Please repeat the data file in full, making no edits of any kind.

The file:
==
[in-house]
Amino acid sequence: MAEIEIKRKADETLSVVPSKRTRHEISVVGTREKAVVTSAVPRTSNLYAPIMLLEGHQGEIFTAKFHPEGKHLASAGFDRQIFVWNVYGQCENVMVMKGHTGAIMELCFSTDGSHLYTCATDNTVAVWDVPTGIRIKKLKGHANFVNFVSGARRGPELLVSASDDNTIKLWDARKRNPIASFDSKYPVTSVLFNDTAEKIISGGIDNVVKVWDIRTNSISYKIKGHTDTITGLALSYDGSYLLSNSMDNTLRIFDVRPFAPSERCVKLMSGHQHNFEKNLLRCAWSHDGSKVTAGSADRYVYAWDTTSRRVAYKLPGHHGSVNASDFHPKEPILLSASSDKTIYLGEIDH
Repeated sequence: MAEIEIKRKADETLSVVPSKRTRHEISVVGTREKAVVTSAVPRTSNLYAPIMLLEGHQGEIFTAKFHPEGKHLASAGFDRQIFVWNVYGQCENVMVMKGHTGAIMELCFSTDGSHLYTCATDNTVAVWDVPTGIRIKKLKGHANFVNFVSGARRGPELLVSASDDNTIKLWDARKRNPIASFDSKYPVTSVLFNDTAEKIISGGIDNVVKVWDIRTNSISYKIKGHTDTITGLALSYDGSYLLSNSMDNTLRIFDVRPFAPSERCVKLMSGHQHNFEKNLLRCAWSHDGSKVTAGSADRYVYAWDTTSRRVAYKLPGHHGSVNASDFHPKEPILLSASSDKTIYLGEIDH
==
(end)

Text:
[in-house]
Amino acid sequence: MAEIEIKRKADETLSVVPSKRTRHEISVVGTREKAVVTSAVPRTSNLYAPIMLLEGHQGEIFTAKFHPEGKHLASAGFDRQIFVWNVYGQCENVMVMKGHTGAIMELCFSTDGSHLYTCATDNTVAVWDVPTGIRIKKLKGHANFVNFVSGARRGPELLVSASDDNTIKLWDARKRNPIASFDSKYPVTSVLFNDTAEKIISGGIDNVVKVWDIRTNSISYKIKGHTDTITGLALSYDGSYLLSNSMDNTLRIFDVRPFAPSERCVKLMSGHQHNFEKNLLRCAWSHDGSKVTAGSADRYVYAWDTTSRRVAYKLPGHHGSVNASDFHPKEPILLSASSDKTIYLGEIDH
Repeated sequence: MAEIEIKRKADETLSVVPSKRTRHEISVVGTREKAVVTSAVPRTSNLYAPIMLLEGHQGEIFTAKFHPEGKHLASAGFDRQIFVWNVYGQCENVMVMKGHTGAIMELCFSTDGSHLYTCATDNTVAVWDVPTGIRIKKLKGHANFVNFVSGARRGPELLVSASDDNTIKLWDARKRNPIASFDSKYPVTSVLFNDTAEKIISGGIDNVVKVWDIRTNSISYKIKGHTDTITGLALSYDGSYLLSNSMDNTLRIFDVRPFAPSERCVKLMSGHQHNFEKNLLRCAWSHDGSKVTAGSADRYVYAWDTTSRRVAYKLPGHHGSVNASDFHPKEPILLSASSDKTIYLGEIDH